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Week of 16 April 1999

Sanibona, Molweni, More/Middag, Dumela, ensovoorts. Hier volg die nuus in Engels.

- A new national sport -

"The only way anyone not yet registered, or without a bar-code ID can still vote is to commit a crime and go to gaol in SA," the Federal Alliance (FA) commented this week.

The Constitutional Court found that it was reasonable for the Independent Electoral Commission (IEC) to deny those who do not have bar-coded identity documents the chance to register and vote. Judge Kate O'Regan (former UCT law lecturer) was the only dissenting judge.

The IEC released its regulations in terms of which citizens already registered who will be abroad at election time will be able to vote. It also began the process of registering prisoners.

The FA is continuing with its application to the Constitutional Court to pursue the rights of all South Africans abroad to vote.

The Free State Labour Party's leader, Martin Nel, announced the party was challenging the IEC's regulations in the Constitutional Court. He says the R100 000 and R20 000 deposits required to contest national and provincial elections respectively were unfair to small parties.

An IEC official said "It is becoming a national sport to sue the IEC."

- Corruption, corruption, corruption -

A government anti-corruption "summit" was held in Cape Town this week. The UDM, NNP and DP complained that opposition parties were not invited. DP leader Tony Leon said the decision was "a desperate attempt to confine the debate by keeping corruption in the family." 

The Heath (anti-corruption) unit withdrew its action against the minister of health, Dr Nkosazana Zuma, in relation to tender irregularities around the AIDS play "Sarafina 2". The DP asked whether in the light of this, ANC did not stand for "Another National Cover-up". Callers phoning Judge Heath's representative Guy Rich for comment got a voicemail message saying "I'm attending a stress-relieving course this week, so I'll be unavailable during the day".

The director-general of home affairs, Albert Mokoena, is being investigated for owning a basketball team and running it from his government office, in contravention of the Public Service Act, which says no offical may engage in outside remunerative work without permission. The office of Paseka Ncholo, the director-general of the public service, is conducting the investigation. The DP pointed out that Ncholo himself runs a diamond mining company and extensive family businesses. Even if Ncholo has permission, his other activities must hamper his official duties, said the DP.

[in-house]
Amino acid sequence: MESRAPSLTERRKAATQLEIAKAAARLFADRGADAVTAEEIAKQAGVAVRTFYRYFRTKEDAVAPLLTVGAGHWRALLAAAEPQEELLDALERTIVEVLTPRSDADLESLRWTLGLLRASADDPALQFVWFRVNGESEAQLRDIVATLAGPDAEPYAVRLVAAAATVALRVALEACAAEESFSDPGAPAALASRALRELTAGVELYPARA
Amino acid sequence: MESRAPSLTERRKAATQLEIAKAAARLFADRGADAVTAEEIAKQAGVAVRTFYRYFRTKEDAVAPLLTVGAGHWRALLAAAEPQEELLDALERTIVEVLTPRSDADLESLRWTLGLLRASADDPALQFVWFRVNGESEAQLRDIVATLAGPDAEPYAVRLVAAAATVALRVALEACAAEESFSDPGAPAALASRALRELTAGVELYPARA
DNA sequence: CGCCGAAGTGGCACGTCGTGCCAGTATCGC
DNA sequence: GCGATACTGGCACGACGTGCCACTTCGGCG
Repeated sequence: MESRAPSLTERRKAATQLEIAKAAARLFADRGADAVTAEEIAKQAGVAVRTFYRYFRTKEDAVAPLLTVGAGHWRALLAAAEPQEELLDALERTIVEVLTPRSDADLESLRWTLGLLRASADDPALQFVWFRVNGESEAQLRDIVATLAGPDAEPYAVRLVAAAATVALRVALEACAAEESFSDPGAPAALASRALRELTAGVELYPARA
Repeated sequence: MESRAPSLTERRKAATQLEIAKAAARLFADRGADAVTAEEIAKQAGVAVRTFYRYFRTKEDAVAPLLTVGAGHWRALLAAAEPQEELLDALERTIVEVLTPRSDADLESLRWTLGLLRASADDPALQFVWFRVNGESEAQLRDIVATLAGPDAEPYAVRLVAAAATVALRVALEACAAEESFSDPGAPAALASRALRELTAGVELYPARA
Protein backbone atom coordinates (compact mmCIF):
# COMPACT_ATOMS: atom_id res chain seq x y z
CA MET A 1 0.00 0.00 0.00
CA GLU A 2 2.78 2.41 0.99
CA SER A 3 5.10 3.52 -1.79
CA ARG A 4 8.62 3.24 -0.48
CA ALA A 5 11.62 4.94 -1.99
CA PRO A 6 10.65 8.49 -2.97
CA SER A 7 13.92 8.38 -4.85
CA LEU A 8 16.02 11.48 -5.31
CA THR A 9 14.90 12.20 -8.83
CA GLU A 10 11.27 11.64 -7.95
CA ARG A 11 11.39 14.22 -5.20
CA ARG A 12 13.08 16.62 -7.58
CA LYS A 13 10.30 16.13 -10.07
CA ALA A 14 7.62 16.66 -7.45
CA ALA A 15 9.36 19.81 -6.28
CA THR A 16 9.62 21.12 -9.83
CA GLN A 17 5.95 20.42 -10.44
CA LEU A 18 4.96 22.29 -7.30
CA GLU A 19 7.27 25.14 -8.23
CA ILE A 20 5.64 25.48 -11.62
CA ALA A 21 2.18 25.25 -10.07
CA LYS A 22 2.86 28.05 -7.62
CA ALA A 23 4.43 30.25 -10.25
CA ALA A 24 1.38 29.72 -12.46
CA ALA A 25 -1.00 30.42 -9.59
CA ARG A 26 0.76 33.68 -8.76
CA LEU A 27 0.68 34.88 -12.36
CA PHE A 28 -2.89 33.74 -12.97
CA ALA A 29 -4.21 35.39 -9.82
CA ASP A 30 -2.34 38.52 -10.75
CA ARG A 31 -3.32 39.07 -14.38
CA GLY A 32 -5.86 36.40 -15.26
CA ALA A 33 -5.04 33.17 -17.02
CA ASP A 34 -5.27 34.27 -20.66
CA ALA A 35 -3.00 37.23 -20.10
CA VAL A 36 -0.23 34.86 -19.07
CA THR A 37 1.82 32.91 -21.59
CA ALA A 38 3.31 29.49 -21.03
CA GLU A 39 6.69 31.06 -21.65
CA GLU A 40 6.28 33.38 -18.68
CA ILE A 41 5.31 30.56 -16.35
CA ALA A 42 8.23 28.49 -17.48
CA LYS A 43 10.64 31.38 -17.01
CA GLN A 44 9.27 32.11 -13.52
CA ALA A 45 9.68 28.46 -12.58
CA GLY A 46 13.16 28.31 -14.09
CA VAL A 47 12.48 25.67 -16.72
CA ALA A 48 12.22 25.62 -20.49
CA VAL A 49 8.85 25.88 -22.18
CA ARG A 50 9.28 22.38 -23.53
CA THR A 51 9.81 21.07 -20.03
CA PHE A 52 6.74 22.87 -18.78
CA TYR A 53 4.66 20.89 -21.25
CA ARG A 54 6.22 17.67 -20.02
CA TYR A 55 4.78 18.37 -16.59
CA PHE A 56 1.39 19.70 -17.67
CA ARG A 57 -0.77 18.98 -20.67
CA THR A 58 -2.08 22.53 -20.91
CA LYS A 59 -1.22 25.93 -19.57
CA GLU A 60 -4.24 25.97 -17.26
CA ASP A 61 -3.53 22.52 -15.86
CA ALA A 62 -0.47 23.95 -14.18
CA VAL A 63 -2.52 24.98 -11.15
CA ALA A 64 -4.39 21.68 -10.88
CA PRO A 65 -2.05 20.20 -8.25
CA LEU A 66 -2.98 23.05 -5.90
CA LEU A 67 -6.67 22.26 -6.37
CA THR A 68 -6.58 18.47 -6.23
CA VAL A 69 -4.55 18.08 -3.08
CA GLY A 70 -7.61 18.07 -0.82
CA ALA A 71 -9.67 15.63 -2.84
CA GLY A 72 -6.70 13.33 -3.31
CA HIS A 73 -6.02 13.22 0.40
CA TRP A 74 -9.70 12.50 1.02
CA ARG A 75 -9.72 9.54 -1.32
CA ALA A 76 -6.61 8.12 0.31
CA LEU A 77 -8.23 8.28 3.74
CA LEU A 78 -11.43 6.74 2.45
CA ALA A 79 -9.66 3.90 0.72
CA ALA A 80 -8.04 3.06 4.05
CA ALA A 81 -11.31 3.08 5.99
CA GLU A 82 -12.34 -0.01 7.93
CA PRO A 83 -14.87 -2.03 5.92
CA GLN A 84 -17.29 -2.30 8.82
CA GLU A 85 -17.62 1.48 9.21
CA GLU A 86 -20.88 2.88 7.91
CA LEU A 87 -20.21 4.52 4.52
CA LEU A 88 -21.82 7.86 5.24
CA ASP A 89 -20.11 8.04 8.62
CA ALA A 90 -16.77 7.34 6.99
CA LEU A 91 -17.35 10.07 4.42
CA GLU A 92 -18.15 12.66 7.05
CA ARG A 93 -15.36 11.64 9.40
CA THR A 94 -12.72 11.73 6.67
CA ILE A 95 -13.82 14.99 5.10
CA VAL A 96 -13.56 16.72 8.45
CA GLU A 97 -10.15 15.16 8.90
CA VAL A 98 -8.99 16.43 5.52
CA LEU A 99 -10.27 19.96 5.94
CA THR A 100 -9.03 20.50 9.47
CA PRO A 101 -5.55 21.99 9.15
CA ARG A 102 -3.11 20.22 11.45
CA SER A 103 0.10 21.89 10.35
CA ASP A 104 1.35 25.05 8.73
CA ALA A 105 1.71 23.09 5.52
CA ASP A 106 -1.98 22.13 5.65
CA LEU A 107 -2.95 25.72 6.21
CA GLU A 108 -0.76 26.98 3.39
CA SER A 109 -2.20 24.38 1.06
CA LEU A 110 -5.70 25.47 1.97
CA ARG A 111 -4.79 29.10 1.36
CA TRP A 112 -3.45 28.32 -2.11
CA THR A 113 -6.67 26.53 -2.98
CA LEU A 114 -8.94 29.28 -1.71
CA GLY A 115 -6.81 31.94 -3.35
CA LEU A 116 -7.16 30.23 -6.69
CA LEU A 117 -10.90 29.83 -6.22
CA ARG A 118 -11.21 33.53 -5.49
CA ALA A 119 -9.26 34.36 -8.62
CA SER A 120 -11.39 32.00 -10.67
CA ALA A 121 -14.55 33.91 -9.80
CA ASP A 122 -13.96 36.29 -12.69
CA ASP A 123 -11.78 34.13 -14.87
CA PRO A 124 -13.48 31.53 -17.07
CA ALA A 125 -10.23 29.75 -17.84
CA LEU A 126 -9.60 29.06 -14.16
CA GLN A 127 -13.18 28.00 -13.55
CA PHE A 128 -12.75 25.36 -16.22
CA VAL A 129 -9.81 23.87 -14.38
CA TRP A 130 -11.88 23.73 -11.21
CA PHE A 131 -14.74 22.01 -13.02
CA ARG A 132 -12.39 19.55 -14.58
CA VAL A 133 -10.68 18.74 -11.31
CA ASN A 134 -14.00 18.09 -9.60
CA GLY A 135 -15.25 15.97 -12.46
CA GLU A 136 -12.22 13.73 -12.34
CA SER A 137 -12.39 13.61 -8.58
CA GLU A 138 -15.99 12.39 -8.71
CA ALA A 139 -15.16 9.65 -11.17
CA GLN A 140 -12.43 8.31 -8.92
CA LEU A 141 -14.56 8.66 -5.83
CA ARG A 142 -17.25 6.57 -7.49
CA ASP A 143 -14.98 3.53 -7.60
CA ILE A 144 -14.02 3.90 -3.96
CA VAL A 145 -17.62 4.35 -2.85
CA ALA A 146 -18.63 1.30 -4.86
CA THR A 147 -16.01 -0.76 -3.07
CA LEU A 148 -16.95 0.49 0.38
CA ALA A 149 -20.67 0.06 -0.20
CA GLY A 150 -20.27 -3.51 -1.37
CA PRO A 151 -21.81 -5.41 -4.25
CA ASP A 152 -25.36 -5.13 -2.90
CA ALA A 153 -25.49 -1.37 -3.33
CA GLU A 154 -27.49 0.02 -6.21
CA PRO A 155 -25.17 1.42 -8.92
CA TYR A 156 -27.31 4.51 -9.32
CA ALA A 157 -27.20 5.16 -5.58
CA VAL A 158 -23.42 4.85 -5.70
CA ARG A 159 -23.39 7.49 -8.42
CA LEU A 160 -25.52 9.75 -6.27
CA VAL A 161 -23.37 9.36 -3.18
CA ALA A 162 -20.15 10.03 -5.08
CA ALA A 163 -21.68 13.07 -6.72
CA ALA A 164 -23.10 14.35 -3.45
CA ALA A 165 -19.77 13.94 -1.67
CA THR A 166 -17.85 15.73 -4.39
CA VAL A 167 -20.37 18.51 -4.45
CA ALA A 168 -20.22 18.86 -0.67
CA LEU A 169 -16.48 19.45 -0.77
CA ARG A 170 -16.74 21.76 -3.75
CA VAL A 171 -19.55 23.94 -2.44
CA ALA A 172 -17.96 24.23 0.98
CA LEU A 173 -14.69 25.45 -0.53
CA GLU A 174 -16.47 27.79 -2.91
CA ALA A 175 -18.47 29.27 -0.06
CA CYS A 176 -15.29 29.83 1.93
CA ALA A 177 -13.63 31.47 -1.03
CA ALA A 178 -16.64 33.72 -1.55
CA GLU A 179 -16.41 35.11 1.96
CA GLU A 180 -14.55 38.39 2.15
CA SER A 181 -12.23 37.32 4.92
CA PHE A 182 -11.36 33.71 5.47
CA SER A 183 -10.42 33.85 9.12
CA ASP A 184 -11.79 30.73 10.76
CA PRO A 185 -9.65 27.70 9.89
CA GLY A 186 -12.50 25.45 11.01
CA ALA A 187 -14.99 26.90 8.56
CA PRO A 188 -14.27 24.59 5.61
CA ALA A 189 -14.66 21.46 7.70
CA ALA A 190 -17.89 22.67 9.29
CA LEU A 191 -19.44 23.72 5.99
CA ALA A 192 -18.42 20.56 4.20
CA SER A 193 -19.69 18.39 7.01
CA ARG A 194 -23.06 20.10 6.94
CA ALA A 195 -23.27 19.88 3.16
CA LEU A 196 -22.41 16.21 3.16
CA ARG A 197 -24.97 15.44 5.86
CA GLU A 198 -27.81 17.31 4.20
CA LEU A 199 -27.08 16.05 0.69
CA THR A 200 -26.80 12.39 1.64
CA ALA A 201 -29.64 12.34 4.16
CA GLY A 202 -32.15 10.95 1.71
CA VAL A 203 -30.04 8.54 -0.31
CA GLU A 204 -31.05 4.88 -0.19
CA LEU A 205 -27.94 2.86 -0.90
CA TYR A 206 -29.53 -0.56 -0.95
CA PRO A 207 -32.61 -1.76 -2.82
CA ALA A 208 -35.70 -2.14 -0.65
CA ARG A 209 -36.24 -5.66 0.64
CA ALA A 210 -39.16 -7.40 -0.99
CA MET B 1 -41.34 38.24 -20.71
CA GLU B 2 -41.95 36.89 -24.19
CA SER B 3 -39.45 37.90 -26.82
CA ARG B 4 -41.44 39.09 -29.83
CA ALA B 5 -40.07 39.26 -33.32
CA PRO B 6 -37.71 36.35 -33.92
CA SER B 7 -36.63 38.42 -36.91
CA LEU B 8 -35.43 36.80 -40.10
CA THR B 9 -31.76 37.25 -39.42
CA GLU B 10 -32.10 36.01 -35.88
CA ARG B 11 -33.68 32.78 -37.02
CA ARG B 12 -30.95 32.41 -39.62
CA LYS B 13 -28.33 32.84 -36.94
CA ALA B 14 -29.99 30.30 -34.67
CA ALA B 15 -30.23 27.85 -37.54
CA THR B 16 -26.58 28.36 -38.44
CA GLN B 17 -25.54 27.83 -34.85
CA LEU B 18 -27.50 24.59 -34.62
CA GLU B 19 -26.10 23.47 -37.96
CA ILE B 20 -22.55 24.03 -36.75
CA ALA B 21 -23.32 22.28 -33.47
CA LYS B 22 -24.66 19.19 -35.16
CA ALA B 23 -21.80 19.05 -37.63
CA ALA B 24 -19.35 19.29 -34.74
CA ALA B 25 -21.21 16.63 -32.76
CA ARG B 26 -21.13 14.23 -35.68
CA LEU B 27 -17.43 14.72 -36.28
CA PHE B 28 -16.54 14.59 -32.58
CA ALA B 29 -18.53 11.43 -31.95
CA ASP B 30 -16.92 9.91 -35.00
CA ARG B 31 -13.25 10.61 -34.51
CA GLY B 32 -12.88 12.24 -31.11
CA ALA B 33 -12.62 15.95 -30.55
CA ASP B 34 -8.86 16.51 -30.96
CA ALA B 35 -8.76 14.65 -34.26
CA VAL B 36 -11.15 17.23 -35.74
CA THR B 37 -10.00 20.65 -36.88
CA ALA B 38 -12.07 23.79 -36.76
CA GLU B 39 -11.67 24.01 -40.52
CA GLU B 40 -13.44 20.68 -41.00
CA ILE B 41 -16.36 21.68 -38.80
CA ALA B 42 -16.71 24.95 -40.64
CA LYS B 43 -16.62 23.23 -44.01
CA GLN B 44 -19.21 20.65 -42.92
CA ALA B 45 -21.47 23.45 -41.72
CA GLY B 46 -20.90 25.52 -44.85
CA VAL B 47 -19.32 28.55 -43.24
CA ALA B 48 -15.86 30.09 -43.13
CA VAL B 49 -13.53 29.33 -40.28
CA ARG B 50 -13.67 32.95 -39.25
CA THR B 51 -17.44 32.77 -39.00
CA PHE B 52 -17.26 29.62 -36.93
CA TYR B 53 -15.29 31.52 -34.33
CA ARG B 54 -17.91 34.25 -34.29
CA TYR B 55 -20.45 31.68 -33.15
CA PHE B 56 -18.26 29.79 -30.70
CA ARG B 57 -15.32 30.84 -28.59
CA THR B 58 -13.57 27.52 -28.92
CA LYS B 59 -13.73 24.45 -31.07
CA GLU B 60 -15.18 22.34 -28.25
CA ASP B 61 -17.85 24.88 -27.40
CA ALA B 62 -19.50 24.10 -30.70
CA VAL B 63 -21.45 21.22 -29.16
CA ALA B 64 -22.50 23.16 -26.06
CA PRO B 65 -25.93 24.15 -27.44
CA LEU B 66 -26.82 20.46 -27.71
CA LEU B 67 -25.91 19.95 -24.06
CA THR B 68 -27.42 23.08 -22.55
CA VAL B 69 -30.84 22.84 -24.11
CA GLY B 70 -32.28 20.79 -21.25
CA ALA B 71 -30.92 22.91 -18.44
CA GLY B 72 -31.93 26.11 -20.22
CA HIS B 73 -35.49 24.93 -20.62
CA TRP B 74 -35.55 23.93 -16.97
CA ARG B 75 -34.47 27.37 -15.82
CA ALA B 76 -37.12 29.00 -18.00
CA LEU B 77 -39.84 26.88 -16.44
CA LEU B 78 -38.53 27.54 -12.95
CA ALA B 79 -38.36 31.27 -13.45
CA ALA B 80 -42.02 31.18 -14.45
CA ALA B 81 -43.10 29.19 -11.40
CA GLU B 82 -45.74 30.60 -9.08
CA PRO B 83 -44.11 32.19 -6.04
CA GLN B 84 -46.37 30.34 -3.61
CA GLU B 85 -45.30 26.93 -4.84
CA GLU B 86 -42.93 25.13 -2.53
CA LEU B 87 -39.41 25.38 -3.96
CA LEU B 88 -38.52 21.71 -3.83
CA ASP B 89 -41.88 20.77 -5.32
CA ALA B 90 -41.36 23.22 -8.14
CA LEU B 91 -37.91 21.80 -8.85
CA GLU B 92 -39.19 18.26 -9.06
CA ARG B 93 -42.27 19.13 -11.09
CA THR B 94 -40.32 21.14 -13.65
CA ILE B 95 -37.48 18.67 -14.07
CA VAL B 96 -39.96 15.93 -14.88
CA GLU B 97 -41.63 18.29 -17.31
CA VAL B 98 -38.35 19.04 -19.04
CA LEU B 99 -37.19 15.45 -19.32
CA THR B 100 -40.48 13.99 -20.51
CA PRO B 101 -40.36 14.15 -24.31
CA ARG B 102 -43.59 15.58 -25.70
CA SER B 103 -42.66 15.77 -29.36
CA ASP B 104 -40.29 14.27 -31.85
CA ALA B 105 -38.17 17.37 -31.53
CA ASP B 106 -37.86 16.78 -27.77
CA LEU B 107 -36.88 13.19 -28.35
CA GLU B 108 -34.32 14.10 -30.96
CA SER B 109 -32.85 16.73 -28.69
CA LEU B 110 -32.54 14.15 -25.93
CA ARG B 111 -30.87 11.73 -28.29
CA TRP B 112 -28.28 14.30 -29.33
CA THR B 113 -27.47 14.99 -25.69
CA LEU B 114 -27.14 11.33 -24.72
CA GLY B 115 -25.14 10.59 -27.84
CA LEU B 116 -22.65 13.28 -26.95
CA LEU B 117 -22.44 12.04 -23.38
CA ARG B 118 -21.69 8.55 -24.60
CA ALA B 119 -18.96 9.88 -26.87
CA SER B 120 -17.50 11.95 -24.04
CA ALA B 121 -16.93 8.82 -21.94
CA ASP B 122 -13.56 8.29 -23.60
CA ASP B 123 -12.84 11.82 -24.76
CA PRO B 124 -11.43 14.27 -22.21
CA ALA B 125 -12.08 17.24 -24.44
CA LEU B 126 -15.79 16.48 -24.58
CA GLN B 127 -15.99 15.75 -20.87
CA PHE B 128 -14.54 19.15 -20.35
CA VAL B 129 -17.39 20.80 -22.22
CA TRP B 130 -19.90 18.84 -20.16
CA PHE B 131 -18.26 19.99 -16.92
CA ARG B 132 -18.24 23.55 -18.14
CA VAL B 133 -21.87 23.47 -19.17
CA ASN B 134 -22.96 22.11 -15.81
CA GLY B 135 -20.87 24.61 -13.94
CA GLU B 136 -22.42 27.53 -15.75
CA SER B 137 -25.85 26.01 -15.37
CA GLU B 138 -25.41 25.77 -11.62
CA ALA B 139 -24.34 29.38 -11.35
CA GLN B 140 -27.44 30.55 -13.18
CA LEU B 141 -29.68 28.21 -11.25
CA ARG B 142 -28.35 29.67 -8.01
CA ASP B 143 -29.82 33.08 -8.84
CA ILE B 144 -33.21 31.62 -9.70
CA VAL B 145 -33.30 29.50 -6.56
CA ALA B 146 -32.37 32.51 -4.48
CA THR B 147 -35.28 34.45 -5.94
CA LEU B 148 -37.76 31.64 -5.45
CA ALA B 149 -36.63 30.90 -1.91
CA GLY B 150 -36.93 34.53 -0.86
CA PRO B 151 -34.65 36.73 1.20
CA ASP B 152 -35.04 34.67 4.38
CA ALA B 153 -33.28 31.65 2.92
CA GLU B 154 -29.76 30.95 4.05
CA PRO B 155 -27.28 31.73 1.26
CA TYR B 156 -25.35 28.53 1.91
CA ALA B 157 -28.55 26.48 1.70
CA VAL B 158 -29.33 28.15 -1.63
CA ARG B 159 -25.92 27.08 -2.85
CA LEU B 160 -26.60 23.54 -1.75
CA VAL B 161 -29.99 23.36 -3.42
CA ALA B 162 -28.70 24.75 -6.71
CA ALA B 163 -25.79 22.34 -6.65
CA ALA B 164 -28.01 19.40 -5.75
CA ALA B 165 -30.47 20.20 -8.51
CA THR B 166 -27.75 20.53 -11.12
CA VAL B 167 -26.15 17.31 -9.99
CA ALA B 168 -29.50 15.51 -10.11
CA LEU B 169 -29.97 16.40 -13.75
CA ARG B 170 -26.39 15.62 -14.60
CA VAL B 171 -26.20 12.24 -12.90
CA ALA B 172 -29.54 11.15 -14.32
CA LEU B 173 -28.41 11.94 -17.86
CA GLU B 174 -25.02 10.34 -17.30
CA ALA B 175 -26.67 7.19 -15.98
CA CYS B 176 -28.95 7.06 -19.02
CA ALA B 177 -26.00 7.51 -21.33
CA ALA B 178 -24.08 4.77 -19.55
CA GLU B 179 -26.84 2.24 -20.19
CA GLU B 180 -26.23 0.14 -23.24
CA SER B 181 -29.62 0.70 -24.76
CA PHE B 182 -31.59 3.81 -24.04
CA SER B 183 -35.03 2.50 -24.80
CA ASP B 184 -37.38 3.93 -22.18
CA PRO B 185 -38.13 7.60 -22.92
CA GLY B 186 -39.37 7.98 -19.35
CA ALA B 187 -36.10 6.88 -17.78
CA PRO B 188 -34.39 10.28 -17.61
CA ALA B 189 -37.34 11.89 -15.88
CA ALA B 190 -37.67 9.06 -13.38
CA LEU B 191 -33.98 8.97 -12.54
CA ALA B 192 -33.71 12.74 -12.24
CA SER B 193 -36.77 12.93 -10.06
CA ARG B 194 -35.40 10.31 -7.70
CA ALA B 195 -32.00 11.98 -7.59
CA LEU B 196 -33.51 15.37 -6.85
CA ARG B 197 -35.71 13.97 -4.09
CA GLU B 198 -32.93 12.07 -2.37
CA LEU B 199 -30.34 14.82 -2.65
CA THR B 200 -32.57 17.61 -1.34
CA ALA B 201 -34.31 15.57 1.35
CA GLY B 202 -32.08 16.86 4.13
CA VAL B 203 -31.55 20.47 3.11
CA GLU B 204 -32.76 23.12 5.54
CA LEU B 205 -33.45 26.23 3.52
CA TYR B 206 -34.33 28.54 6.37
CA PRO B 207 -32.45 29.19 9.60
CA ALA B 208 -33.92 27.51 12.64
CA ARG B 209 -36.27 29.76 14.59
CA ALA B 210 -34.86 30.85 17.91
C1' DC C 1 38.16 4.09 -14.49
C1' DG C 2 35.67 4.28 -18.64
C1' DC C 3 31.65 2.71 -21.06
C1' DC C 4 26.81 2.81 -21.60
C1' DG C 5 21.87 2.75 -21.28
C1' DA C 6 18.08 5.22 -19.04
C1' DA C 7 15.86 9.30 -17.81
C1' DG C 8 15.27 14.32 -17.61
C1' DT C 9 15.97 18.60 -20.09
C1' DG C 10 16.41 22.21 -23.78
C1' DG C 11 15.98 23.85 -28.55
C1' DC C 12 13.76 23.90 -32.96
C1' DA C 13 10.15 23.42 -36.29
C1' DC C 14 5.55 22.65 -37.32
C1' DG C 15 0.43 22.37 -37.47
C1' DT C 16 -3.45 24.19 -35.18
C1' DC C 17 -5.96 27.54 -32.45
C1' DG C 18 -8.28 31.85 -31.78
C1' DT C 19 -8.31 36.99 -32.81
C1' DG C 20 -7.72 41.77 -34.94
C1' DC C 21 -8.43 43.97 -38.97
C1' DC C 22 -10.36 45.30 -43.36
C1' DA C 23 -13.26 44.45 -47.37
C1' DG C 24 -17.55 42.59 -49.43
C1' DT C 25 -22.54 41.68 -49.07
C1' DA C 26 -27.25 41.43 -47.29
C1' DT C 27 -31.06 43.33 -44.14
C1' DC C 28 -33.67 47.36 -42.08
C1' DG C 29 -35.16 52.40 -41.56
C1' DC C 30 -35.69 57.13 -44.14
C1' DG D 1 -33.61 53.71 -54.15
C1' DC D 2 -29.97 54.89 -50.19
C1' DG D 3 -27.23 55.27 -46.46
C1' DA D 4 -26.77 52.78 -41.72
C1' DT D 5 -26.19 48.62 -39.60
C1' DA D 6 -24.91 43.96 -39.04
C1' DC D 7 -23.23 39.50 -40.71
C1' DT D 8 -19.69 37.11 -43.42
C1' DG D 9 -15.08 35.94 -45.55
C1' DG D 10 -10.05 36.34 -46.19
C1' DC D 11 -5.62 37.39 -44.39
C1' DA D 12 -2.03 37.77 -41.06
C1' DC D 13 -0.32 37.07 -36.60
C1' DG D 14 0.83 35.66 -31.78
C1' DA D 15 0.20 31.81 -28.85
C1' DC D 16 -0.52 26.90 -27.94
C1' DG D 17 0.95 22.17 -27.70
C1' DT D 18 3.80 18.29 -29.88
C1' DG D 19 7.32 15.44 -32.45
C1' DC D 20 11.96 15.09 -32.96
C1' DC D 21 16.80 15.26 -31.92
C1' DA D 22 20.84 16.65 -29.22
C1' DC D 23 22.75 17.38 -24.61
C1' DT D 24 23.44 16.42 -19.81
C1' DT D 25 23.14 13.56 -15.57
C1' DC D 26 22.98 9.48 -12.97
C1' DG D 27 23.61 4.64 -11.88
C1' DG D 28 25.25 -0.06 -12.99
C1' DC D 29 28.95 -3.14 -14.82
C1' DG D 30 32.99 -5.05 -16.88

- Freudian slips from our leaders -

PAC leader and (Methodist) Bishop Stanley Magoba said homosexuals suffer from "moral deviancy" and he would abolish gay rights if he came to power. He later retracted and explained that homosexuality "is not wrong, but communities, particularly the simplest, are not ready for these things". 

The IEC said it would employ priests rather than non-governmental organisations for election monitoring. Ministers of religion had credibility with the electorate, Ms Brigalia Bam, IEC chair, said.

Former NP minister of foreign affairs Roelof (Pik) Botha said this week that "the election will be the end of the NP. There's not the slightest doubt about it". When asked what he would do if Botha applied for ANC membership, deputy president Thabo Mbeki said "We will cross the bridge when we get to it".

The Afrikaner Weerstandsbeweging threatened acts of terror in response to the TRC's denial of amnesty to Janusz Walus and Clive Derby-Lewis last week for communist party leader Chris Hani's murder. ANC Women's League president Winnie Madikezela-Mandela said in response "If they choose to be suicidal its their democratic right."

SABC TV presenter Max du Preez was sacked yesterday for not being sufficiently humble toward the new leaders of the SABC. "They say I am arrogant and show no respect," he said. His programme "Special Assignment"was the only actuality programme to win any awards this year.  He is consulting his attorneys.

- Its everywhere, its everywhere, but not on your TV screen -

Isaac Mofokeng, who shot Max the gorilla in the Johannesburg Zoo while running from police in 1997, was sentenced to 40 years imprisonment for a number of crimes, including rape. Five years related to his shooting of Max, who is worth R2,5m. The magistrate said Mofokeng was an "unguided missile" and a "timebomb". Mofokeng said he was sorry about the Max incident but not about the rape, for which he was sentenced to 10 years imprisonment. The prosecution asked that he be sent to the C-max prison.

A 67-year old UNICEF official was gang-raped three times in Pretoria. Five Mozambicans have been arrested. The South African Police (SAP) says more than 40 tourists have been assaulted in SA from 1 January to 15 March 1999.

The Indepenent Broadcasting Authority (IBA) said this week it would ban TV programmes containing excessive violence, especially against women.

Groete, tot volgende week se uitgawe.

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Jean Redpath 1999